Friday, May 12, 2017

On Vulnerability

Relationship is an exercise in mutual vulnerability. It has to be. It is this idea that to be in relationship, to truly be in relationship, a man must both be known and also know. Without both, he only sets himself up for the pain of betrayal.

For example, say that you have a friend who cares deeply for you, but you know very little about her. The more you share your life with her, the more it becomes apparent that she has a deep, profound need for worry in her life. And caring about you fills that need for her. Suddenly, you start choosing your words carefully, pulling back from intimacy, because it becomes quite obvious that what she desires is not a relationship with you but something persistent to worry about. If the vulnerability had been reciprocal, you would have known this need of hers before you shared your life, and the relationship could have been structured differently so as to be human-centered, not issue-centered, where you could both be honored and respected. 

Or say that there is a man who keeps working his way into your affairs. You think it is out of his deep, true concern for you, and so you share more and more and invite him deeper in. As time goes by, it becomes apparent that he doesn't as much care for you as he bases his own self-worth on being "in the know" - on having details about persons and things that he can use to demonstrate his own social connectedness and, in his mind, importance. If the vulnerability had been reciprocal, you would have known his insecurity from the very beginning and been able to structure the relationship in such a way that it was fulfilling for both of you, not just him.

Our deepest wounds come from these kinds of encounters, and I am sure that as you read these two very generalized descriptions, you are thinking of persons in your own life who seemed to desire relationship with you, but because of their own issues that they were not vulnerable with in return, you have come to feel used in some way. Deceived. Betrayed. 

It's a terrible feeling.

Now, hear me when I say this because it is important: none of this is meant to be a judgment on those persons who have used, deceived, betrayed, and hurt us. It can't be. Because every single one of us has these kinds of issues in our own life. Every single one of us is just as prone to this kind of use, deception, betrayal, and hurt. It's why we have to be vulnerable with one another - vulnerable enough not only to say, "This is what I struggle with," but also to say, "And this is how that may hurt you."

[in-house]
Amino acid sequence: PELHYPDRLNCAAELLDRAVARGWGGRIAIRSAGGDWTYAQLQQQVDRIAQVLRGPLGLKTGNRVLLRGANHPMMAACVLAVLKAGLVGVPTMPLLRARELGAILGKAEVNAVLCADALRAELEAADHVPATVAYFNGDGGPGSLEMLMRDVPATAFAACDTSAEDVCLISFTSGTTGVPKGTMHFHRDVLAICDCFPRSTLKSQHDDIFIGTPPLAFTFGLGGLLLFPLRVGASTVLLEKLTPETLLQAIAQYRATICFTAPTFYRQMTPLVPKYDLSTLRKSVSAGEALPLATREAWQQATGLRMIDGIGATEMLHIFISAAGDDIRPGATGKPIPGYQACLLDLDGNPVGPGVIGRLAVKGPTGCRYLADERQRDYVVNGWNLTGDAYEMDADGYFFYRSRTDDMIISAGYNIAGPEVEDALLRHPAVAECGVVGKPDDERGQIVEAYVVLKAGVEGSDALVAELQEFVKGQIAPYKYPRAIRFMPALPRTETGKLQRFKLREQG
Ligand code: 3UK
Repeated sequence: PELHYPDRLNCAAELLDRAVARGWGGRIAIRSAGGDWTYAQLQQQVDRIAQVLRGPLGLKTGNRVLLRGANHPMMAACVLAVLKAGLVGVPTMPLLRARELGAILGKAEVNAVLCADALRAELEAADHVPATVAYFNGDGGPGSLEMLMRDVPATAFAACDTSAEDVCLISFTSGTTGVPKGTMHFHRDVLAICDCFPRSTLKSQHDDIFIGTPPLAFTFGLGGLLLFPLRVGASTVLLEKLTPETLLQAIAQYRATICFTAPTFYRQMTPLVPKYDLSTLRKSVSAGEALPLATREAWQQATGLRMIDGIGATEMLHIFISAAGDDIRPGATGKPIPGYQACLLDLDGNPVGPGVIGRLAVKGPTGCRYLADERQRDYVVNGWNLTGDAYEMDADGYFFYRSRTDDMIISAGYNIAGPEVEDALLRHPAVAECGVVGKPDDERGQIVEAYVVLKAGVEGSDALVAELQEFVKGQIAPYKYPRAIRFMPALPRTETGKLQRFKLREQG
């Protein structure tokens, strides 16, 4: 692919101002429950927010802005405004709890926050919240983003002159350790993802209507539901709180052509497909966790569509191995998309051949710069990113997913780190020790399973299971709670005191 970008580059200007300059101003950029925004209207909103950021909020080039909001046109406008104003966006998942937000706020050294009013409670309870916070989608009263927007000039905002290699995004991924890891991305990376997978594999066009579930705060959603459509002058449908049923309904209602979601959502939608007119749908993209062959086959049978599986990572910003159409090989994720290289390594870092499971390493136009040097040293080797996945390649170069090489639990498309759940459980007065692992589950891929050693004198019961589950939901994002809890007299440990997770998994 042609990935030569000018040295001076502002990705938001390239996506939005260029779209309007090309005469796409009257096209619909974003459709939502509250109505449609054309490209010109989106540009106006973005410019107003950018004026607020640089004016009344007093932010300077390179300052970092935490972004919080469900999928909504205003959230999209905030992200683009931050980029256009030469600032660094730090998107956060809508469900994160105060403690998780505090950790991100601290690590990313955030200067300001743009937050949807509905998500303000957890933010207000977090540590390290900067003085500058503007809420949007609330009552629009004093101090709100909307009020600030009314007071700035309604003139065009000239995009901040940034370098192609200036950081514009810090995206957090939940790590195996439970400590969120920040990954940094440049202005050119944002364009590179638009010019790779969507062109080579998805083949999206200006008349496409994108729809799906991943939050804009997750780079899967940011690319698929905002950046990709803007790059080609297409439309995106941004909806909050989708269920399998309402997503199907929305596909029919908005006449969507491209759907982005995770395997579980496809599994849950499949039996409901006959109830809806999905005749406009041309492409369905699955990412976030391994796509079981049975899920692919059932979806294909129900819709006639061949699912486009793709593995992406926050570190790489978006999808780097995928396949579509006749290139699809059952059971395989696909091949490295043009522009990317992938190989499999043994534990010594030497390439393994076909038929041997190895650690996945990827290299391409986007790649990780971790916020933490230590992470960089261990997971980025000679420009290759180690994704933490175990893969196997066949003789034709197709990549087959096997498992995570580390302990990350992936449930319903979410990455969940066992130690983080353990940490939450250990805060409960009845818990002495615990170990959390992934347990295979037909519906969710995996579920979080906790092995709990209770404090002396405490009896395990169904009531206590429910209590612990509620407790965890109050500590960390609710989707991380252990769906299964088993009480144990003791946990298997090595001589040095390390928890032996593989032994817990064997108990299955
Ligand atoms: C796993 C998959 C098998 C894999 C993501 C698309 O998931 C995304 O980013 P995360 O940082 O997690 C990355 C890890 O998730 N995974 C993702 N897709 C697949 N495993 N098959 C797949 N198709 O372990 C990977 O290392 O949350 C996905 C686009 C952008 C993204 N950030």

But I say all that to say this - there is one relationship in which we can be truly vulnerable because the other has already been completely vulnerable with us - our relationship with God. 

We so often talk about how Jesus came down in order to become our perfect, atoning sacrifice. About how nothing less than the perfect Son of God would be acceptable for the redemption of our sins. About how it was necessary for Jesus to assume the flesh in order to redeem the flesh. And all of that is true.

But it's also true that God came in human form to be vulnerable with us, to show us His truest self and to demonstrate that He's not going to use, deceive, betray or hurt us. Throughout His entire ministry, Jesus did not demand, but always accepted, men's offerings. He received them graciously and never turned them back against the man. He didn't use them for gossip or for soothing the raw places in His own soul. 

Rather, He showed, at every turn, how He treasured whatever it was that He was given, how He honored the offerings of men. He showed how He wove in the stories of others with His own holy threads, and there is not one person in all of Scripture who would turn to a friend and say, "I just feel so betrayed by Him. I can't believe He would do that to me!" 

He came to show us that He would never do that to us. He doesn't need to. And we can be sure of this, since He has shown us the very real depths of who He is. He has been vulnerable with us.

Therefore, we can be vulnerable with Him. 

And we must be. For all real relationship depends upon this: that we be vulnerable with one another, that we be who we are and understand who the other is. That we both know and be known. 

Christ shows us well how this is done, this beautiful Christ who knows us to the depth of our being and reveals to us the depth of His. 

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